List of recent (last 5 years) and most prominent publications and media pieces

Coady, L, Taket, A & Crisp, BR 2018 'Working with young children and families' in A Taket & BR Crisp (eds), Eliminating gender-based violence, Routledge, London. (In press)

Taket, A, Busst, C, Coady, L & Crisp, BR 2016, The baby makes 3 plus project in the Great South Coast region: final report from the external evaluator, January 2016, Department of Justice and Regulation, Melbourne, Vic.

Which GLASS Strategic Research Area their work fits into

  • Leadership, participation, and livelihoods
  • Climate change and social sustainability

Rachel Mence

Contact

Email: Rachel.mence@monash.edu

Thesis title

Understanding and Improving Gender Diversity in the Public Transport Workforce

Supervisors

Prof Margaret Alston OAM Dr Kerri Whittenbury

What is your research about?

This project is part of the Sustainable and Effective Public Transport – Graduate Research Industry Partnership (SEPT-GRIP), sponsored by Transport for Victoria and Monash University, and is supervised by Professor Margaret Alston OAM and Dr Kerri Whittenbury. Having commenced in April 2016, this project is due for completion in July 2019.

Improved business performance and service provision are valued outcomes of a diverse workforce. However, achieving diversity requires more than organisational commitment to providing equal access to opportunities. Organisational dynamics are challenged by changes to the demographic composition of a workforce. Despite the passage of numerous legislative measures over the years to reduce barriers to the participation of women in employment, entrenched patterns of occupational gender segregation endure in many industries within Australia, particularly in occupations traditionally seen as “men’s work.”

Public transport delivers an essential service to community. A well-functioning society and economy relies on an effective, accessible public transport system. As such, the inclusion of female perspectives is essential to ensure gender differences in transport usage and mobility patterns are considered in public transport research, service design and delivery.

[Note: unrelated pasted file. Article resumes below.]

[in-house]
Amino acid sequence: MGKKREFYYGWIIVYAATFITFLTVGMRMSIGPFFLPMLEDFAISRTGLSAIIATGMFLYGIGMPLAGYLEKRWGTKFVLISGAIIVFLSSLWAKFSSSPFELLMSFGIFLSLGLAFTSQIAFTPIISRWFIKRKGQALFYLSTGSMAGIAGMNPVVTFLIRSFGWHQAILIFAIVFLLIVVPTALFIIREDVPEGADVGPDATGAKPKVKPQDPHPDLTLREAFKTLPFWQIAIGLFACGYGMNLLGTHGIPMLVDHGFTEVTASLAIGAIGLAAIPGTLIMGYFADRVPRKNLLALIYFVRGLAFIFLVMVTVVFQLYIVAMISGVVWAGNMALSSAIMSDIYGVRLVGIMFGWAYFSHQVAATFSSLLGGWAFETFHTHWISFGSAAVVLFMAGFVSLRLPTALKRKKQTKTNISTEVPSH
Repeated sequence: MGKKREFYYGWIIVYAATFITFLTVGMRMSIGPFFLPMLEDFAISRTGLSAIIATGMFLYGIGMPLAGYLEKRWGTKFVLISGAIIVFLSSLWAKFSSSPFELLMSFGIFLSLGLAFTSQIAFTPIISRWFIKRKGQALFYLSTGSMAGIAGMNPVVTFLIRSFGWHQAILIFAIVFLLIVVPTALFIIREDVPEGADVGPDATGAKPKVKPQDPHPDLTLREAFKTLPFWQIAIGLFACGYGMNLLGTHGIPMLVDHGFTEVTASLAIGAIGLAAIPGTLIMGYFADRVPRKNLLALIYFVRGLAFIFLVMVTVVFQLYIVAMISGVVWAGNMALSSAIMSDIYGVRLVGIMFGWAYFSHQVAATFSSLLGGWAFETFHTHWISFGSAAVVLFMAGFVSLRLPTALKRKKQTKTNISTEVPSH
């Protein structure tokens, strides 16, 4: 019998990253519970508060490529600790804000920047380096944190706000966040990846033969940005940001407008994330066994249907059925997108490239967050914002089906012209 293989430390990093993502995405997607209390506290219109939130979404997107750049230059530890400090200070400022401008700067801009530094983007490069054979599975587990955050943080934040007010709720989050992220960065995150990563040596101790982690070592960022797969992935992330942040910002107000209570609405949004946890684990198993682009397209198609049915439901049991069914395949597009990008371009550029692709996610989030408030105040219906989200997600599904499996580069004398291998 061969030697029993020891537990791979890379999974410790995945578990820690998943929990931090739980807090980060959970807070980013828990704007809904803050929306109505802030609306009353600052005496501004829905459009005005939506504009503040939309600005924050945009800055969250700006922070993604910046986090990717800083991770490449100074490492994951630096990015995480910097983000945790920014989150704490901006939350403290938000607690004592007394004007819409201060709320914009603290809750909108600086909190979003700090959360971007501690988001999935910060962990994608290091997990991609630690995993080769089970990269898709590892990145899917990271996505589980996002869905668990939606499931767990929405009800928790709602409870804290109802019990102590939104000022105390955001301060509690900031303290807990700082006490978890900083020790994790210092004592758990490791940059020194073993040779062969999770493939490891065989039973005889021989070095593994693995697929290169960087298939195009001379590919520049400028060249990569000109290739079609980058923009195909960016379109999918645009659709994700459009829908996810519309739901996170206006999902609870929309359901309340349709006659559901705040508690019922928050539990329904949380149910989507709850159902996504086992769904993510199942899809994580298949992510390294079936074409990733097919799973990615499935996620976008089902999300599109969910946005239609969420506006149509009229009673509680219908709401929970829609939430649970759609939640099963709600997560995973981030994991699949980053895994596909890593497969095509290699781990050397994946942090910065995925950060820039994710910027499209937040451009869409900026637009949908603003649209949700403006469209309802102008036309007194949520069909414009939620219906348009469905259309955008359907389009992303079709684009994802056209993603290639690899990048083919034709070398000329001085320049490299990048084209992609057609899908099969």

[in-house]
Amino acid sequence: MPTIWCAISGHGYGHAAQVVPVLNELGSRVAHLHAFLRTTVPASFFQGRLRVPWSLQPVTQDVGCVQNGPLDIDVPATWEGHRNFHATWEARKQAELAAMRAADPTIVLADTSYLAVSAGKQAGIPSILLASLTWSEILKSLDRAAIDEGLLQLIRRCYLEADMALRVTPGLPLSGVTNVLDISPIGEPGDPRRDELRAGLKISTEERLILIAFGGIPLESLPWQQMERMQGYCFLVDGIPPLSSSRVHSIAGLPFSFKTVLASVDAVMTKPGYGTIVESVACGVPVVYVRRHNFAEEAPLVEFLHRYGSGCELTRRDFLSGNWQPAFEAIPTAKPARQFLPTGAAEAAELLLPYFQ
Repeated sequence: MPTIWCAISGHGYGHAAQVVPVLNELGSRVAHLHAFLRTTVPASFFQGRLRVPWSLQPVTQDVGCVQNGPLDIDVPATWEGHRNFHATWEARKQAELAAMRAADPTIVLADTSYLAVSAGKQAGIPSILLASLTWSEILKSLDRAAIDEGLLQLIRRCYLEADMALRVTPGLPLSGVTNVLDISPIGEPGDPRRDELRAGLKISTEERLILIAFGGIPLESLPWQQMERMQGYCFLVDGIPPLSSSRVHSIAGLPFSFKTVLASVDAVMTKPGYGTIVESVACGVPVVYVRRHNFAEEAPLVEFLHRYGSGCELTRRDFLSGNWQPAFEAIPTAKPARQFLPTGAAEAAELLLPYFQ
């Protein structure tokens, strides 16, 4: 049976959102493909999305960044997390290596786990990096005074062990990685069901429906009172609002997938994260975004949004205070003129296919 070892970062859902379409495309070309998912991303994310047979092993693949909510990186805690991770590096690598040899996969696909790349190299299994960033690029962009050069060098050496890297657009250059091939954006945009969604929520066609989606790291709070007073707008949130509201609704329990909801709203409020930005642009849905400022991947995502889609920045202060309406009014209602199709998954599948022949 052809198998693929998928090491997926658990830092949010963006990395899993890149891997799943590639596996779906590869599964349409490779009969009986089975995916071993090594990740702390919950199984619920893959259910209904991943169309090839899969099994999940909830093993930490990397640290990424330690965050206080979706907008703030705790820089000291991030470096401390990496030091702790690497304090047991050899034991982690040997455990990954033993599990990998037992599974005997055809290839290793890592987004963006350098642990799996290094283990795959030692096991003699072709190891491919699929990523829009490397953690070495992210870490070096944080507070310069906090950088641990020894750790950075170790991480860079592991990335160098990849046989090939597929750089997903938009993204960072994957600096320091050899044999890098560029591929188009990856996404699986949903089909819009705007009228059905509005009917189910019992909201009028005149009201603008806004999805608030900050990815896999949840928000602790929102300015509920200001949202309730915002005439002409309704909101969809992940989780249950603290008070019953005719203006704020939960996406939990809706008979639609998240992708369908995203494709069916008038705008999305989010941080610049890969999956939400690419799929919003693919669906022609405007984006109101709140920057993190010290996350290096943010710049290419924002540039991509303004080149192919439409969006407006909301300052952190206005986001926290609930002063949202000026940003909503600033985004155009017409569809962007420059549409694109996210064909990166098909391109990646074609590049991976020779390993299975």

Transportation has very low female workforce participation rates, with those women employed in the sector clustered predominantly within traditionally female roles. With unprecedented growth in patronage and investment, workforce projections forecast significant skills shortages across the sector. Women’s participation is vital to the sustainable and effective growth of public transport in Victoria. The increasing presence of women in the sector provides an opportunity for the perspectives, values and priorities of a more diverse workforce to impact the culture, operational processes and strategic direction of public transportation organisations.

Working with multiple stakeholders across the transportation sector, this research aims to explore the experiences of women within the public transport sector in Victoria and to understand the barriers to their equal participation and progression. It will provide a new theoretical contribution on gender segregation in the labour market and harness the voices of women to shape a new dialogue around how best to integrate women into traditionally male-dominated sectors. By applying a gender lens to transportation systems, it also seeks to explore the wider social and economic benefits of addressing gender imbalance within the sector.

http://publictransportresearchgroup.info/portfolio-item/understanding-and-improving-gender-diversity-in-the-public-transport-workforce/

Summary of your background

Over the past 15 years, Rachel has worked in various research related roles across both market and social research, within both the private and public sectors. With many years of experience in providing project management, operational support and expertise in the translation of research problems into data-driven solutions, Rachel has a broad research background to inform her current work involving multiple stakeholders across the transport sector.

https://au.linkedin.com/in/rachel-mence-4b33a4b4

Identify which GLASS Strategic Research Area their work fits into

  • Gender, intersectionality, and culture
  • Leadership, participation, and livelihoods

Penny Pan

Contact

Email: Zhaoen.Pan@monash.edu
Phone: 990 31131

Thesis title

Social Workers Intervention into Rural Women’s Empowerment in Australia and China